[MUD-Dev] Re: State of the art?

Andy Cink ranthor at earthlink.net
Wed Feb 17 19:54:47 New Zealand Daylight Time 1999


At 01:58 PM 2/18/99 +1030, Martin Keegan wrote:
>On Wed, 17 Feb 1999, David Bennett wrote:
>
>> definately different to stock muds.  They had a style or idea of their own
>> which makes them successful.  In some cases it might be as simple as the
>> theme, in others it would be a more complicated relation between theme and
>> things like skills/races/eye catching.
>
>ah yes, but these are things I'd say were accepted means of "innovation" -
>variations of a particular set of parameteres within certain bounds.

I was discussing this with a friend of mine today. I decided to start
my mud design project over to incorporate more of what I've learned
over the last year or so. My current discussion with my friend was
about how much we dare vary the mud from the "norm". The key, I think,
is to find a way to do something innovative, fun, and original, but
without deviating so far from the mean that players can't understand
it. One good trick I've found, is to try mapping some of your new
commands to old commands, or give a message when they try and use a
popular command from another mud. (For example, if someone types
"gossip", give them a message that the main chat channel of the mud
is XXXX, or whatnot) This allows new players to use commands they may
be more comfortable with, but still learn your system.
 
>> By far and away the biggest draw of people to a mud is word of mouth.  Once
>
>sure that's what gets them there, but what keeps them there?
>
>> people have heard of your mud, more people start coming, which causes even
>> more people to come.  And so it goes on.  I think being different and
>> oddball at the start is actually a catcher, rather than something which
>> turns people off.
>
>I think the theme of a mud is the parameter you can vary most if you're
>maximising player appeal (Discworld has a strongly maintained, oddball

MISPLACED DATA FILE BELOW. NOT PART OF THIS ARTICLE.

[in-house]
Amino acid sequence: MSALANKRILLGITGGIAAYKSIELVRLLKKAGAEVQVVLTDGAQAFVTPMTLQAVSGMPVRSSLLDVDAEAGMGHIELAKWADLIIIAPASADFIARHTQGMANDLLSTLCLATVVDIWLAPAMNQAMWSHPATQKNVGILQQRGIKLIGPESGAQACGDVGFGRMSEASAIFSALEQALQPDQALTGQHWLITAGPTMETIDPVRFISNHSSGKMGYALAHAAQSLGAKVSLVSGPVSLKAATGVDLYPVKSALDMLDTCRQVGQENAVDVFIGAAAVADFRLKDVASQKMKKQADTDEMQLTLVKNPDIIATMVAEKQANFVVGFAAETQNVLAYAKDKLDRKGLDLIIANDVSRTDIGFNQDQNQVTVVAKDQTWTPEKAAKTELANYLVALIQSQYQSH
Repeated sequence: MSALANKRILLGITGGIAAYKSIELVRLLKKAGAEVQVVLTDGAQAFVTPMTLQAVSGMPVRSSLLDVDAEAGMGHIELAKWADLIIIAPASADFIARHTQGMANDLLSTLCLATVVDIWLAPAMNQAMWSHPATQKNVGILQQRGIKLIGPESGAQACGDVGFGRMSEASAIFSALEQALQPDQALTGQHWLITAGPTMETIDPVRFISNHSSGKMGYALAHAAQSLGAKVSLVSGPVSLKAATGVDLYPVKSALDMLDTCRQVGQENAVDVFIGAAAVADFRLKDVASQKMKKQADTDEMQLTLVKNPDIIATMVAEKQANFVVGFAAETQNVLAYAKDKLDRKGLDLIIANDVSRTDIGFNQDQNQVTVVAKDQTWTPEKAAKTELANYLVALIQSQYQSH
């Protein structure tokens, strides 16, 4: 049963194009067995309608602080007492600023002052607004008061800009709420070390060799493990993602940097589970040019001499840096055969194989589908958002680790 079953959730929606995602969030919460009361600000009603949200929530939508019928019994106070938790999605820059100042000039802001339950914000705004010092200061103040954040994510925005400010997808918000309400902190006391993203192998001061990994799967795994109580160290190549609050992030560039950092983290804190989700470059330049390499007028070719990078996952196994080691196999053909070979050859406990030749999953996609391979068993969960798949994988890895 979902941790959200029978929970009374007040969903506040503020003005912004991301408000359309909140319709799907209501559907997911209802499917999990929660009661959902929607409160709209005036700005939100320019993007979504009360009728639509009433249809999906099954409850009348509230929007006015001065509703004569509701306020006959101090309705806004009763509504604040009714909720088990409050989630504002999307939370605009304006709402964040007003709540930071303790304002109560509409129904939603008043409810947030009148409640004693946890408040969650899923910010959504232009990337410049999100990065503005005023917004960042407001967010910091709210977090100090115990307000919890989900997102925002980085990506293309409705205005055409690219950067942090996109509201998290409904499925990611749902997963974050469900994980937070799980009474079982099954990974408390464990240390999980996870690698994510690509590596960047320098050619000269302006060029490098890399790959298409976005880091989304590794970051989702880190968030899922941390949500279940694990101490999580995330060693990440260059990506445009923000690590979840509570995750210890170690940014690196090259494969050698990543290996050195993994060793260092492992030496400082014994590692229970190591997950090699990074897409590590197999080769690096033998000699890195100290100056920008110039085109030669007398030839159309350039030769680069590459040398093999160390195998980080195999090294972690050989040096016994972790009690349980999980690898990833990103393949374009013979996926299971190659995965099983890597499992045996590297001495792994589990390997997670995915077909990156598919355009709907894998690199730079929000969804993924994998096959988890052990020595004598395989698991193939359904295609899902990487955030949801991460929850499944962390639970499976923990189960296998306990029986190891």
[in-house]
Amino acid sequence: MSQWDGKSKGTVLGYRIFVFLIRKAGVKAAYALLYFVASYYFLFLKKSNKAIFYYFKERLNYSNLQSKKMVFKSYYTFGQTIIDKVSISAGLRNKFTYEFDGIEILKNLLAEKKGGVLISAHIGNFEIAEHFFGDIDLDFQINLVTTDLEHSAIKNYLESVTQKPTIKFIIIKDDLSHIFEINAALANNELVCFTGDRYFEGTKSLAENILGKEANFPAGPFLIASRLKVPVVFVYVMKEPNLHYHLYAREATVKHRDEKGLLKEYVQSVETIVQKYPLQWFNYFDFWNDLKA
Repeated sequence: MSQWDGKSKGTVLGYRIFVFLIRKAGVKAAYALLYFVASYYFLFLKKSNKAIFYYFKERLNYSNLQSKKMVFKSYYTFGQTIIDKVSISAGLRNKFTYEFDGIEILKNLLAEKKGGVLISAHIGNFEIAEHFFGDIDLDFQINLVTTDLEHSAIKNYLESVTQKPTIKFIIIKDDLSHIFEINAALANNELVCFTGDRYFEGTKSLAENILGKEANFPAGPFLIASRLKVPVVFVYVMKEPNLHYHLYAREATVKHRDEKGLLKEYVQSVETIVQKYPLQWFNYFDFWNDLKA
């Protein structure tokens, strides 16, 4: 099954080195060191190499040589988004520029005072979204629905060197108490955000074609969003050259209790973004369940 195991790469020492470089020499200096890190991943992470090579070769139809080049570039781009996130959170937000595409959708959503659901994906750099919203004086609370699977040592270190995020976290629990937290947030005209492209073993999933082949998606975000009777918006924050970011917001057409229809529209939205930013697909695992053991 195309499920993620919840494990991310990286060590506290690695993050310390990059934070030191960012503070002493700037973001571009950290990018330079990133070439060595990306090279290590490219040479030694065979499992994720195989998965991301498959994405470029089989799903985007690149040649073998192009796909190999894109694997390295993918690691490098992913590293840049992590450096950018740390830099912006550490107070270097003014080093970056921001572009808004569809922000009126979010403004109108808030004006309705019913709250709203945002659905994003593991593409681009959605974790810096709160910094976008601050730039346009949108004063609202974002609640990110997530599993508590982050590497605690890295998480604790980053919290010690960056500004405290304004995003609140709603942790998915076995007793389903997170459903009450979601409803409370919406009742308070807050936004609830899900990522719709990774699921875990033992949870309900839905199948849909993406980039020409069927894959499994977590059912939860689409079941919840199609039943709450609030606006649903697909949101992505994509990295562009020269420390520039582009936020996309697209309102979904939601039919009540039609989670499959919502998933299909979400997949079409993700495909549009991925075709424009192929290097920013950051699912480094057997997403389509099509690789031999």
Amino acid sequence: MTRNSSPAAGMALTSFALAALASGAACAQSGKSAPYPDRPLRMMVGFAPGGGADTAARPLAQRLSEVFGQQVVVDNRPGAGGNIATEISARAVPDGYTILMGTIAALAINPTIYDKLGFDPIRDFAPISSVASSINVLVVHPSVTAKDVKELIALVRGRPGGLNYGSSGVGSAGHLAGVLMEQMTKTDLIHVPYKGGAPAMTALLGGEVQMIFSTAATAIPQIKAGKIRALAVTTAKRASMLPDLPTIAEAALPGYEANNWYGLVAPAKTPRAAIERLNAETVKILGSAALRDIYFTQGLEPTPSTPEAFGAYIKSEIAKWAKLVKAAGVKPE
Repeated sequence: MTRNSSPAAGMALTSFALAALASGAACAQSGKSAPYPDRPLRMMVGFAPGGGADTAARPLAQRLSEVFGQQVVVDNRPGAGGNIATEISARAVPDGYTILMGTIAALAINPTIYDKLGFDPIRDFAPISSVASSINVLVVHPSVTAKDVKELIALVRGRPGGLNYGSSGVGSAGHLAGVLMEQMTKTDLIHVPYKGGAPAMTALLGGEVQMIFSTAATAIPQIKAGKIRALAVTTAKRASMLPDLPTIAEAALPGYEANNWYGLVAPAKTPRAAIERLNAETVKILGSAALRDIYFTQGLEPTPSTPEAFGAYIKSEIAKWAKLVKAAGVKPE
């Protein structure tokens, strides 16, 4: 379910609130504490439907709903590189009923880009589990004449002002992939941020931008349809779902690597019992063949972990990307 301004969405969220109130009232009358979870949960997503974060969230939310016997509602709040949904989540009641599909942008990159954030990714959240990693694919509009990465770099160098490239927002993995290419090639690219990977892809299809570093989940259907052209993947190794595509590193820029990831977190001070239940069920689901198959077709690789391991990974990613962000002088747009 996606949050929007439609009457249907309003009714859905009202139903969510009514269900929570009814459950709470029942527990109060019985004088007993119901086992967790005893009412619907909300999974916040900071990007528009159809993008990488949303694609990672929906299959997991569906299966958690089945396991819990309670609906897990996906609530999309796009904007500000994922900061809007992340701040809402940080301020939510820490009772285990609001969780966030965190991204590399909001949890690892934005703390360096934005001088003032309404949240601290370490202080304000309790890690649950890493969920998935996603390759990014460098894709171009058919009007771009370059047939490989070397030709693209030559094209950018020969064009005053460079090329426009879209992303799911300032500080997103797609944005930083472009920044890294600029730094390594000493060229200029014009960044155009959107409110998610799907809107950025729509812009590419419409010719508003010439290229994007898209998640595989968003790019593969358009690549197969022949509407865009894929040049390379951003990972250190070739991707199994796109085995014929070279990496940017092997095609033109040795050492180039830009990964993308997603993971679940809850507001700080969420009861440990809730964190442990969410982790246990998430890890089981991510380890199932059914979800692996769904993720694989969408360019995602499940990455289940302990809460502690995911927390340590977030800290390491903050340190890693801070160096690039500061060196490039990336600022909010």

>theme). The next one is the player attributes (in particular races,
>classes, skills).

I would agree with this statement. In general, people want an
interface that they are comfortable with. The more things that
are familiar, the more other things can be different. If you're
already familiar with the commands to "get around" a mud, then
you're free to explore the theme without a huge learning curve.
Same with races, classes and skills, because people already know
the basic concepts behind them, so all they have to learn is
the functioning of them on this particular mud.

>In my experience, the gameplay on Diku muds is very similar cross the
>board, though the profusion of questions in the initial login procedure
>exhibits startling variety.

This is a mud's first chance to convince a new login that "Hey,
try us, we're different! See how different we are?" I'm now of
a mindset however, that most of the current choices made at the
time of character creation only serve to limit what a player can
do in the game. It would be much more enjoyable to start as say,
a peasant, and then have to find tutors or trainers, earn money,
join a profession, leave a profession, etc, all in the game.
Rather than the current "You were born. What class do you wish
to be for the rest of your life?" That prevails in stock code
these days :) Oh well, just some thoughts..

Andy


--------------------------------------------
Head coder/designer of a now nameless mud
Eagles may soar, but weasels don't get sucked into jet engines.
Ranthor at earthlink.net


_______________________________________________
MUD-Dev maillist  -  MUD-Dev at kanga.nu
http://www.kanga.nu/lists/listinfo/mud-dev




More information about the MUD-Dev mailing list